Black churches should be unifying to pull together one big economic Disaster Relief Fund for all Black people in need in the area – something that is a very tightly watched over community fund that everyone can get a grant from. For example: there are approximately 660,000 Black people in Philadelphia alone. Imagine if every one of them just put $5 into a pot via CashApp, PayPal, or something. That’s $3.3M. Imagine if that was responsibly administered and a growing pot. We need to get back to raising collections for ourselves and forcing the churches – who earn billions from us every week in offerings – to get back to the business of raising funds for us. Other communities do it. It’s not rocket science. Let’s stop acting like this is impossible or we can’t visualize it.
We need to get mobilized into a “Remote the Vote” mode and make sure everyone is educated and fully ready to do “mail in balloting” between the start of early voting and November.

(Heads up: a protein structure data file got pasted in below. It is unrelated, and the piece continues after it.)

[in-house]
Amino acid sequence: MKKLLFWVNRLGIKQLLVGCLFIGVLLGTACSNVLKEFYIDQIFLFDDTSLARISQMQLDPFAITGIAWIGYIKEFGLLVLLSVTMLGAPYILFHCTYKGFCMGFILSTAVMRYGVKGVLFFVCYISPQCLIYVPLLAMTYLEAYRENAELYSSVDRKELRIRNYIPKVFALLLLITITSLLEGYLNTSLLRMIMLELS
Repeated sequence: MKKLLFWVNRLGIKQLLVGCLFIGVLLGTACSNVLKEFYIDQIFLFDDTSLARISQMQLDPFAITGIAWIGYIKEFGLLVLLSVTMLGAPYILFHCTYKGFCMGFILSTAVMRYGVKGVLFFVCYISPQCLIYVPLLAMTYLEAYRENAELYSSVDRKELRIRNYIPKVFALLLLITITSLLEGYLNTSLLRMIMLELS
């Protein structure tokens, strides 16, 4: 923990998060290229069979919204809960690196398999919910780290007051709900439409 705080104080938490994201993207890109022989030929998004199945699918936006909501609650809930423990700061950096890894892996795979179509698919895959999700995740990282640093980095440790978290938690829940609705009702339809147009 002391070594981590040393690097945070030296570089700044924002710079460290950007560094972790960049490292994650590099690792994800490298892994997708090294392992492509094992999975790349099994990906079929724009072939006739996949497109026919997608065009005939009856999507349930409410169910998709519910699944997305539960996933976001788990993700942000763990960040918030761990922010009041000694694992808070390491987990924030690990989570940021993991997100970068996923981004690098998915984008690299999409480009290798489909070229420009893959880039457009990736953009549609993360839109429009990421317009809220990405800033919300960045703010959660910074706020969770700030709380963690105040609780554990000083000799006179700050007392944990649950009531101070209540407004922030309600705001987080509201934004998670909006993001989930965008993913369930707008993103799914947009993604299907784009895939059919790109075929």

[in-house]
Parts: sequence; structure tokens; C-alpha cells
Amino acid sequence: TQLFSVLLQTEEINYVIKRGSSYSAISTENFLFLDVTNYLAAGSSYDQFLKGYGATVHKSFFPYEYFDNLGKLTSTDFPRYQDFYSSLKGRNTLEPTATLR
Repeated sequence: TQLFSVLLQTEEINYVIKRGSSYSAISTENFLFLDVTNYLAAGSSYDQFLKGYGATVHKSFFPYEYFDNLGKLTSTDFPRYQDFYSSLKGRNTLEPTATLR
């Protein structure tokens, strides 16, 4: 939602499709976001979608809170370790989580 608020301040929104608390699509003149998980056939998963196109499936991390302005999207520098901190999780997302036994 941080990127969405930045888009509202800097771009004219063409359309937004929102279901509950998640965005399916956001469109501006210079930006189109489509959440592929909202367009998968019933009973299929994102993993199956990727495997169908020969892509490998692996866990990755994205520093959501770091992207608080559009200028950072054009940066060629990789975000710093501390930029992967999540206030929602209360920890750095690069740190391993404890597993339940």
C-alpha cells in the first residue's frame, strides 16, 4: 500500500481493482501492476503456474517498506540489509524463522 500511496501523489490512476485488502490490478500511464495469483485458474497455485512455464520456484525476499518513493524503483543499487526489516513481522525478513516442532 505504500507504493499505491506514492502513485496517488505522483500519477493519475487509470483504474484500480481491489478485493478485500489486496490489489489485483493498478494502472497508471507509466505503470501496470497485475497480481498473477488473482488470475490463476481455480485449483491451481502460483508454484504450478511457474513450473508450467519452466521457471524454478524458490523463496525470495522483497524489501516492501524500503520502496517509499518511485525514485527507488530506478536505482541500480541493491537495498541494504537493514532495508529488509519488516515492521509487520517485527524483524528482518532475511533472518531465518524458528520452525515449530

Lastly, as the crisis subsides, we need to start planning and reconstructing the Black Wall Street model in all of our communities. We need to bring Black owned businesses online and we need to get our money recirculated back into our communities. Rev. Al Sharpton of National Action Network commented this week that: “You got Chinatown everywhere. You got Little Italy everywhere. Every other community but ours has central business districts – but us. But they sure have their businesses set up in our communities.” We need to reactivate the economic models of early days; instead of just talking about what happened in places like Tulsa, OK, let’s now have the conversation about how we can replicate, in every place, what was in Tulsa before it was destroyed. Open our businesses, train and hire our people, stop messing around and nibbling at the edges and act like this is the life and death matter it has always been.